Sitting in on a Wednesday after school class at King’s School in Auckland, it’s not hard to spot the slightly bigger samurai – the student with years of discipline and training under his brown belt.

The warming up and concluding sections of the class are run by 12-year-old Finn Matheson. With a sense of calm and confidence, he takes his fellow students through their paces.

“Karate teaches me discipline, focus and self-defence,” Finn says, going on to explain that it’s also very helpful in schools.

“Kids come because their parents want them to learn discipline and sometimes they come because they want to stop being bullied.”

He agrees that karate instils confidence. And it spills over to other aspects of life, like learning how to be responsible and helping others – not just in playground bullying situations, but with their school work as well.

Teaching comes naturally

As for the teaching aspect of his karate, well that’s just normal for Finn.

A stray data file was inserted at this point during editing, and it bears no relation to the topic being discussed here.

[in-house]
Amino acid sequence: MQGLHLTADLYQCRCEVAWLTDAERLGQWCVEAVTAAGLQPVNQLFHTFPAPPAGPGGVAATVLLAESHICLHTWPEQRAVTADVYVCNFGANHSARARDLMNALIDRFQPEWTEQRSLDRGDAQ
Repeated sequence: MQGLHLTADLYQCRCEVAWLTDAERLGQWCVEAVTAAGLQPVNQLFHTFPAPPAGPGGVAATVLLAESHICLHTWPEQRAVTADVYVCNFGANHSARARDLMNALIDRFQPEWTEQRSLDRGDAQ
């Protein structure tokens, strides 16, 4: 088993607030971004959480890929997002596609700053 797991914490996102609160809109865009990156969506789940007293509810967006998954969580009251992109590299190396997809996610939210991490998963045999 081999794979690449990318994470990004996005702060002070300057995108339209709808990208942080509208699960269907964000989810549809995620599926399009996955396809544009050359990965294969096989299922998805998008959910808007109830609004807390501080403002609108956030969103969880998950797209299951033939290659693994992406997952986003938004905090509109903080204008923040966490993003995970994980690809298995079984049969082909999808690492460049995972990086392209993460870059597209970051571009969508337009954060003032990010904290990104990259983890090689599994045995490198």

“You are teaching and you are learning all the time, honestly,” he says.

“You’re teaching and you’re learning even in your family. As the world goes on new things are invented – and if people don’t learn them at one stage, kids will eventually tell their parents anyway. That’s just how it works.”

Finn ponders the question of whether he ever gets tired of karate. “Yes… but no,” is his eventual answer.

“Sometimes it can be a little repetitive but that’s what karate is all about. You’re not going to get something on the first try; you can never be completely perfect. That’s why we go over things again and again. Otherwise we are going to stay the same forever and not get any better.”

Keeping it in the family

Finn has been doing karate since the age of five and practises the Goju Ryu style originating in Okinawa.

At six, he came to the notice of a visiting Japanese sensei (teacher) who referred to him as a “little samurai”.

“Karate is what we do as a family,” mum Lexie explains.